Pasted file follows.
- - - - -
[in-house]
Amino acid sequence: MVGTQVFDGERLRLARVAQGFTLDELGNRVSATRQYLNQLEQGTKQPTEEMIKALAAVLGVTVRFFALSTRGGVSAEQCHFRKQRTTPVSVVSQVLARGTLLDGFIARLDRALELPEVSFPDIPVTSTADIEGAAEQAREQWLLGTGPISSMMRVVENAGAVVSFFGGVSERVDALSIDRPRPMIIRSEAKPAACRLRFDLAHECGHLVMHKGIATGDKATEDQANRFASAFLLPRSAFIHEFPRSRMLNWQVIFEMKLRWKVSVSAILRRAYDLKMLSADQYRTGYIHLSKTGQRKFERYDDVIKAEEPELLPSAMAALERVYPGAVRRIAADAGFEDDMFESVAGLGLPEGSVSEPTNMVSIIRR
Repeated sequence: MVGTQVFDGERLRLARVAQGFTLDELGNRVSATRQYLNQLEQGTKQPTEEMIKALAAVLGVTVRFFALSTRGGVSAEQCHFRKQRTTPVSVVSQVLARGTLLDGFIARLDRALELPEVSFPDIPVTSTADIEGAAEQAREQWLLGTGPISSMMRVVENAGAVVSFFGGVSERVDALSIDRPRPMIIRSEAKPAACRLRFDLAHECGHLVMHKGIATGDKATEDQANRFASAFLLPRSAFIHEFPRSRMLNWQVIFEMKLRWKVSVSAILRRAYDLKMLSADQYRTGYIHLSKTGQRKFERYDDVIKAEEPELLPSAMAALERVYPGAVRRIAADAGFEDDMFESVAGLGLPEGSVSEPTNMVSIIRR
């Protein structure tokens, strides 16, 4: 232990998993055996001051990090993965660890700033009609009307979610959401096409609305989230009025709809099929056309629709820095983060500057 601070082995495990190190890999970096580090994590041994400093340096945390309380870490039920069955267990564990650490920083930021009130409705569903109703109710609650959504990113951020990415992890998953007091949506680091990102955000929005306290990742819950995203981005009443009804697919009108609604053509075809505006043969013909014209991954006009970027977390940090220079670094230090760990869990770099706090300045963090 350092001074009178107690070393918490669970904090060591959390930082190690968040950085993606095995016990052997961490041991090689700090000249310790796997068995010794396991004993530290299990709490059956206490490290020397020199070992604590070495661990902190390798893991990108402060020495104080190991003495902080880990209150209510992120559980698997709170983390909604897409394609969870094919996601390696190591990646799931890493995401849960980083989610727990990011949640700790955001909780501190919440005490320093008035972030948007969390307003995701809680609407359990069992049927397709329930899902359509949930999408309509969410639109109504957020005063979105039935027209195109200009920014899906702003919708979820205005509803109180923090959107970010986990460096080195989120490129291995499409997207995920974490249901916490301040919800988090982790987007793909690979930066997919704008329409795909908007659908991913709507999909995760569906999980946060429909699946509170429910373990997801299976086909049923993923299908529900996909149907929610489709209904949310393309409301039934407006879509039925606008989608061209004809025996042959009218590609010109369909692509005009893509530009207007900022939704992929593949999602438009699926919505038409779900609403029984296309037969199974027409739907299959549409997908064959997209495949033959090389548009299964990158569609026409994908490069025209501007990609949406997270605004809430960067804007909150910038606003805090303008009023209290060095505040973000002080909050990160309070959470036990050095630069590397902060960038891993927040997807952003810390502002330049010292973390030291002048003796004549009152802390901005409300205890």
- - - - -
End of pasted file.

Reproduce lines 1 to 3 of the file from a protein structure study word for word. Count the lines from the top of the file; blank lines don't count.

[in-house]
Amino acid sequence: MVGTQVFDGERLRLARVAQGFTLDELGNRVSATRQYLNQLEQGTKQPTEEMIKALAAVLGVTVRFFALSTRGGVSAEQCHFRKQRTTPVSVVSQVLARGTLLDGFIARLDRALELPEVSFPDIPVTSTADIEGAAEQAREQWLLGTGPISSMMRVVENAGAVVSFFGGVSERVDALSIDRPRPMIIRSEAKPAACRLRFDLAHECGHLVMHKGIATGDKATEDQANRFASAFLLPRSAFIHEFPRSRMLNWQVIFEMKLRWKVSVSAILRRAYDLKMLSADQYRTGYIHLSKTGQRKFERYDDVIKAEEPELLPSAMAALERVYPGAVRRIAADAGFEDDMFESVAGLGLPEGSVSEPTNMVSIIRR
Repeated sequence: MVGTQVFDGERLRLARVAQGFTLDELGNRVSATRQYLNQLEQGTKQPTEEMIKALAAVLGVTVRFFALSTRGGVSAEQCHFRKQRTTPVSVVSQVLARGTLLDGFIARLDRALELPEVSFPDIPVTSTADIEGAAEQAREQWLLGTGPISSMMRVVENAGAVVSFFGGVSERVDALSIDRPRPMIIRSEAKPAACRLRFDLAHECGHLVMHKGIATGDKATEDQANRFASAFLLPRSAFIHEFPRSRMLNWQVIFEMKLRWKVSVSAILRRAYDLKMLSADQYRTGYIHLSKTGQRKFERYDDVIKAEEPELLPSAMAALERVYPGAVRRIAADAGFEDDMFESVAGLGLPEGSVSEPTNMVSIIRR